Typically Only Gated Content

Campaign tracking requires that each member of a campaign is a lead, so when it comes to measuring content marketing, campaigns are typically only utilized for gated content, or content such as whitepapers that are behind a form. This ensures that anyone consuming content is already a lead in the CRM system, because they have already filled out a form.

salesforce campaign influence blind spot

Why this matters: Measuring only the influence of gated content misses most of the picture. The majority of what’s produced by a content marketing team is ungated, such as blog posts, social media interactions, and infographics. Similarly, the majority of content a prospect consumes is ungated as well.

Doesn’t Scale

Campaign tracking works well when implemented, but it does need to be implemented. And setting up a campaign is non-trivial. It requires creating a campaign in Salesforce, configuring its fields and response values, setting up corresponding triggers to add members to it in the marketing automation platform, and finally—testing it.

Why this matters: Because setting up a Salesforce Campaign Influence is onerous, they are only used sparingly, for select initiatives. They do not scale down to smaller marketing initiatives or smaller content items that may be produced on a more regular basis.

Siloed Data

While the performance data of a Salesforce Campaign Influence is readily available with campaign tracking, the associated campaign metadata is often stored in other adjacent systems.

Why this matters: Having campaign performance data alongside other campaign metadata enables you to perform powerful analysis on the effectiveness of various marketing techniques.

For example, combining a content marketing editorial calendar with campaign influence data on various content campaigns enables a marketer to ask and answer questions such as:

  • Which content formats work best at each stage of the funnel?
  • Which content writers produce the most opportunity pipeline?
  • For which content personas am I the most effective at generating revenue?

Similarly, the combination of an event marketing calendar and campaign influence data can answer questions such as:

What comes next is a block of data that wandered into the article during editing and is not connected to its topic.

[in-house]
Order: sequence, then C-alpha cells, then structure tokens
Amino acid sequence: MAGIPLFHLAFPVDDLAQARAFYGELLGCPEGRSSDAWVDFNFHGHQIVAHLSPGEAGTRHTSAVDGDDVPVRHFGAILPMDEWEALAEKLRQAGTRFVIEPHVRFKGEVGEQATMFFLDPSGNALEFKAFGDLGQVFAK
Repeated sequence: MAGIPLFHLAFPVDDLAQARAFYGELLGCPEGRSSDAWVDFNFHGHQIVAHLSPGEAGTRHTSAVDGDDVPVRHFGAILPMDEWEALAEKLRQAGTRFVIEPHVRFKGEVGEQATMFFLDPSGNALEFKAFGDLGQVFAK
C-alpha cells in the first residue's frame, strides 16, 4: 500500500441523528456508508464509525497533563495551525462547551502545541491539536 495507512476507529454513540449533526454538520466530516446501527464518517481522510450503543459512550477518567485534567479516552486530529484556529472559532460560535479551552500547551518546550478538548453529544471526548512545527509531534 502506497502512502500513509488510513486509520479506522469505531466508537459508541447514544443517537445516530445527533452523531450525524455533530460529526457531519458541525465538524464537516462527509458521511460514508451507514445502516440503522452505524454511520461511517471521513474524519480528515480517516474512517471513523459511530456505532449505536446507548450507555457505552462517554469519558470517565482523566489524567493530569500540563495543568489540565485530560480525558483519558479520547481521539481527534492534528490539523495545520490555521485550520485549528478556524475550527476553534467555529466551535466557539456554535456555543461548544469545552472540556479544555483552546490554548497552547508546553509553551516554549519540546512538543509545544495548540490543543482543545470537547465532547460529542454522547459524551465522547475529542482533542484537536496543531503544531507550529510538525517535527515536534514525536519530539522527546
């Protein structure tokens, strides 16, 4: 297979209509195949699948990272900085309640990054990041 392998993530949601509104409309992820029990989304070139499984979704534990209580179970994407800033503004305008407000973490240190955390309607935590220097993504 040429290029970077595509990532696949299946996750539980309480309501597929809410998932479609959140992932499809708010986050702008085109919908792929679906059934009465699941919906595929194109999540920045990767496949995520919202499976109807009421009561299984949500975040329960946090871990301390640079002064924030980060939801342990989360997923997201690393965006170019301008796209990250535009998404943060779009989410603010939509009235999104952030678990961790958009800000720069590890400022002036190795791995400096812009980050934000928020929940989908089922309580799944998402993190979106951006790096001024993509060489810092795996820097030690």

• Which salespeople should we staff at each conference?
  • On average, do conferences on the West or East Coast perform better?

Beyond Campaigns

Campaigns are obviously powerful mechanisms for measuring the ROI of many marketing activities throughout the sales and marketing funnel. But, there are many drawbacks with campaigns that preclude them from measuring the effectiveness of content marketing as a whole.

In order to accurately and comprehensively measure content marketing, we need a means that goes beyond campaigns and exhibits the following properties:

  • Captures all interactions through the funnel.
  • Captures interactions with all content—not just gated content.
  • Has little or no set-up in the CRM in Marketing Automation to begin tracking.
  • Scales to thousands of pieces of content or possible interaction points.
  • Integrates with other data siloes—CRM, MAP, Social, CMS, Editorial Calendar, Web Analytics.

Most modern marketing organizations already have all the data they need to track the effectiveness of content marketing, but the data is siloed in several systems.


To comprehensively understand every content interaction for anyone at any stage in the journey, we need a data-centric content marketing platform. Such a platform brings this data together into a single data warehouse, and can then break down the content by multiple different views and attributes to provide clear insight into marketing performance.

Examples of questions that can be answered by a content marketing platform combining all this data include:

  • What is the total value of all opportunities my (ungated) infographic helped generate?
  • Which blog post drives the most Google search traffic, and ultimately results in revenue?
  • What are the most popular content topics consumed by director-level employees at a specific named account?
  • Which content interactions resulted in a closed won opportunity?
  • Which content most heavily influences the renewal opportunities of my SaaS product?
  • Which content accelerates the sales cycle the most? Which protracts it the most?
  • Across the thousands of pieces of content we’ve ever published, what’s their overall influence of revenue?

For data-oriented marketers looking to get the most out of Salesforce, you should now have the ability to effectively track the impact of a content marketing campaign, the impact of either an online and offline event marketing campaign—whether for proprietary trade shows, conferences, virtual conferences or webinars—and direct mail and sales prospecting campaigns throughout the majority of the sales funnel.

However, Salesforce Campaign Influence can’t measure ungated content, which by current consensus, accounts for roughly two thirds of a buyer’s journey online. Select content marketing platforms—such as Curata CMP—can. For a deep overview of best practices for analyzing and measuring content marketing, download The Comprehensive Guide to Content Marketing Analytics & Metrics eBook.


The post Salesforce Campaign Influence: How to & Best Practices appeared first on Content Marketing Forum.

8 Proven Ways to Stay Focused in A Busy Office

ThinkstockPhotos-506435716-519714-edited.jpgIt can be hard to stay focused in a busy office. There’s always something going on–meetings, conversations, or donuts to eat in the kitchen. Not to mention your coworkers coming up to you to ask about your job. The nerve people have! Fortunately, you don’t actually have to be available to your coworkers all the time. There are proven ways to keep yourself on task while keeping others away from you at the same time.